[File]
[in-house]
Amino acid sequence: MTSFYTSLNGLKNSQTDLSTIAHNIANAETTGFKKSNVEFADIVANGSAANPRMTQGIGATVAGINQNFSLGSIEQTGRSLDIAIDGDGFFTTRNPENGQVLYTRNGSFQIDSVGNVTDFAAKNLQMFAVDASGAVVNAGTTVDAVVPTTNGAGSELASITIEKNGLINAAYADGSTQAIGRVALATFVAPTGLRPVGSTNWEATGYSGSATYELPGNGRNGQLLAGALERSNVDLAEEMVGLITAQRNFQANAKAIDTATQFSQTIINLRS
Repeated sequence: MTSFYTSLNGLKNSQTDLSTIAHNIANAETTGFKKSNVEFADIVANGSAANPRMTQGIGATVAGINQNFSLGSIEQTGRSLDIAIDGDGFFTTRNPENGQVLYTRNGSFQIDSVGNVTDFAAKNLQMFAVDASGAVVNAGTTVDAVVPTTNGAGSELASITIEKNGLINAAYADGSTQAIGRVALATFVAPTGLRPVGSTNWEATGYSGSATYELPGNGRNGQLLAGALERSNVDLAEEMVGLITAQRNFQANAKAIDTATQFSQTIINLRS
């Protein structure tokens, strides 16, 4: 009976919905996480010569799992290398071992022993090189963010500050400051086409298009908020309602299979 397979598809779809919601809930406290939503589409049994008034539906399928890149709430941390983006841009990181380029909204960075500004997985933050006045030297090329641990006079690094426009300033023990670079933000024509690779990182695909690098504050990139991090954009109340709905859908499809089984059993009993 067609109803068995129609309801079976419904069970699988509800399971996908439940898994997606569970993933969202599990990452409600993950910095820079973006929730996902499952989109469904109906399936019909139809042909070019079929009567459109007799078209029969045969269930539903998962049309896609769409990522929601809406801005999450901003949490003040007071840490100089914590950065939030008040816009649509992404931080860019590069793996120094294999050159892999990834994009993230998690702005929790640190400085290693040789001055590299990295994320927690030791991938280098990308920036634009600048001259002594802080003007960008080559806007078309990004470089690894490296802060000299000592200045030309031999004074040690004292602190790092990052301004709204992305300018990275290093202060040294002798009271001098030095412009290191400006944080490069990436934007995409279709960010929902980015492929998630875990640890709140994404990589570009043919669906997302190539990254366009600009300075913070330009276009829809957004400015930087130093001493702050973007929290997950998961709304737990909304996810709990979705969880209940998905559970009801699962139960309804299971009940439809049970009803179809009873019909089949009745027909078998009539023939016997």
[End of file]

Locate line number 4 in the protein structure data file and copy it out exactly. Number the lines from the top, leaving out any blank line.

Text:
């Protein structure tokens, strides 16, 4: 009976919905996480010569799992290398071992022993090189963010500050400051086409298009908020309602299979 397979598809779809919601809930406290939503589409049994008034539906399928890149709430941390983006841009990181380029909204960075500004997985933050006045030297090329641990006079690094426009300033023990670079933000024509690779990182695909690098504050990139991090954009109340709905859908499809089984059993009993 067609109803068995129609309801079976419904069970699988509800399971996908439940898994997606569970993933969202599990990452409600993950910095820079973006929730996902499952989109469904109906399936019909139809042909070019079929009567459109007799078209029969045969269930539903998962049309896609769409990522929601809406801005999450901003949490003040007071840490100089914590950065939030008040816009649509992404931080860019590069793996120094294999050159892999990834994009993230998690702005929790640190400085290693040789001055590299990295994320927690030791991938280098990308920036634009600048001259002594802080003007960008080559806007078309990004470089690894490296802060000299000592200045030309031999004074040690004292602190790092990052301004709204992305300018990275290093202060040294002798009271001098030095412009290191400006944080490069990436934007995409279709960010929902980015492929998630875990640890709140994404990589570009043919669906997302190539990254366009600009300075913070330009276009829809957004400015930087130093001493702050973007929290997950998961709304737990909304996810709990979705969880209940998905559970009801699962139960309804299971009940439809049970009803179809009873019909089949009745027909078998009539023939016997």